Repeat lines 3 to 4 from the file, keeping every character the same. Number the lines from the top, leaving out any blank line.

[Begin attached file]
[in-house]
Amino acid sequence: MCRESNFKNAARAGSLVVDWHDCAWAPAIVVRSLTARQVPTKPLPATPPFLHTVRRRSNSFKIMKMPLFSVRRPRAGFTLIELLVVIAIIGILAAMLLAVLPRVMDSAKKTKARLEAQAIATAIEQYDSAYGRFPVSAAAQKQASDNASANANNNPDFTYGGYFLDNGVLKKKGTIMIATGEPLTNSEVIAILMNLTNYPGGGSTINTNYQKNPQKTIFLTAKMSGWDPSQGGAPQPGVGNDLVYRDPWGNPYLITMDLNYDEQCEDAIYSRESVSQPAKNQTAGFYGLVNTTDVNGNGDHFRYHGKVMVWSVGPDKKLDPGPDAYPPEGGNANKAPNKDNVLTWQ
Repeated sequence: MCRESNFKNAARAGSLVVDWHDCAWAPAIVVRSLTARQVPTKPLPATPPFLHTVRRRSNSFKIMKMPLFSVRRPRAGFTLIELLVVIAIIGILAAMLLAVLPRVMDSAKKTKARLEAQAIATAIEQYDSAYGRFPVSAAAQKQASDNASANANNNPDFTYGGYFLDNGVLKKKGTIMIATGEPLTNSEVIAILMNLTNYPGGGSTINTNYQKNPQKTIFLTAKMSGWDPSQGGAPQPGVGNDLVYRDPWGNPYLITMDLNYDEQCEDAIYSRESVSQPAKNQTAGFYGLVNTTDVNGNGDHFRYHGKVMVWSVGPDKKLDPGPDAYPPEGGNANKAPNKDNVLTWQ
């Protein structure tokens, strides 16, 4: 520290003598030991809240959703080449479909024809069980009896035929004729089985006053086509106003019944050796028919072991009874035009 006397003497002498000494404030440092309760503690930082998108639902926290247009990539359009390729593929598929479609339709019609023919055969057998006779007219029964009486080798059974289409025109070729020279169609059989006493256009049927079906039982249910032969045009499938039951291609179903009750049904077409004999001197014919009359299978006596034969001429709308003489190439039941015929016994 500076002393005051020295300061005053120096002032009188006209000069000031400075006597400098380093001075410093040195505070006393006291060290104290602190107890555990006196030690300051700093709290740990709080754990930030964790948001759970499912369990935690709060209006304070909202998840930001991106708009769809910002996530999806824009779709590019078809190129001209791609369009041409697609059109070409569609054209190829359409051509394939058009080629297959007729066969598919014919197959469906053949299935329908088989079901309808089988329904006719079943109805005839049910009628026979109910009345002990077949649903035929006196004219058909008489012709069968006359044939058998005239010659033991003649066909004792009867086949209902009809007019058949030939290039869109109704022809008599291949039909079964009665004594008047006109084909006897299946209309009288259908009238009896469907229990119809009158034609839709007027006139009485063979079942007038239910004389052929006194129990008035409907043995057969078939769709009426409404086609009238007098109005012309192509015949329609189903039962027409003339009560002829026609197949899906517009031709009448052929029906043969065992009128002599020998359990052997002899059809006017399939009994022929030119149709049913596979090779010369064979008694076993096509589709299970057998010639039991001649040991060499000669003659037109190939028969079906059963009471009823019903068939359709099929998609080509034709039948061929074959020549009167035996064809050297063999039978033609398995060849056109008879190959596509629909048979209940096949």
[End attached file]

Repeated sequence: MCRESNFKNAARAGSLVVDWHDCAWAPAIVVRSLTARQVPTKPLPATPPFLHTVRRRSNSFKIMKMPLFSVRRPRAGFTLIELLVVIAIIGILAAMLLAVLPRVMDSAKKTKARLEAQAIATAIEQYDSAYGRFPVSAAAQKQASDNASANANNNPDFTYGGYFLDNGVLKKKGTIMIATGEPLTNSEVIAILMNLTNYPGGGSTINTNYQKNPQKTIFLTAKMSGWDPSQGGAPQPGVGNDLVYRDPWGNPYLITMDLNYDEQCEDAIYSRESVSQPAKNQTAGFYGLVNTTDVNGNGDHFRYHGKVMVWSVGPDKKLDPGPDAYPPEGGNANKAPNKDNVLTWQ
């Protein structure tokens, strides 16, 4: 520290003598030991809240959703080449479909024809069980009896035929004729089985006053086509106003019944050796028919072991009874035009 006397003497002498000494404030440092309760503690930082998108639902926290247009990539359009390729593929598929479609339709019609023919055969057998006779007219029964009486080798059974289409025109070729020279169609059989006493256009049927079906039982249910032969045009499938039951291609179903009750049904077409004999001197014919009359299978006596034969001429709308003489190439039941015929016994 500076002393005051020295300061005053120096002032009188006209000069000031400075006597400098380093001075410093040195505070006393006291060290104290602190107890555990006196030690300051700093709290740990709080754990930030964790948001759970499912369990935690709060209006304070909202998840930001991106708009769809910002996530999806824009779709590019078809190129001209791609369009041409697609059109070409569609054209190829359409051509394939058009080629297959007729066969598919014919197959469906053949299935329908088989079901309808089988329904006719079943109805005839049910009628026979109910009345002990077949649903035929006196004219058909008489012709069968006359044939058998005239010659033991003649066909004792009867086949209902009809007019058949030939290039869109109704022809008599291949039909079964009665004594008047006109084909006897299946209309009288259908009238009896469907229990119809009158034609839709007027006139009485063979079942007038239910004389052929006194129990008035409907043995057969078939769709009426409404086609009238007098109005012309192509015949329609189903039962027409003339009560002829026609197949899906517009031709009448052929029906043969065992009128002599020998359990052997002899059809006017399939009994022929030119149709049913596979090779010369064979008694076993096509589709299970057998010639039991001649040991060499000669003659037109190939028969079906059963009471009823019903068939359709099929998609080509034709039948061929074959020549009167035996064809050297063999039978033609398995060849056109008879190959596509629909048979209940096949």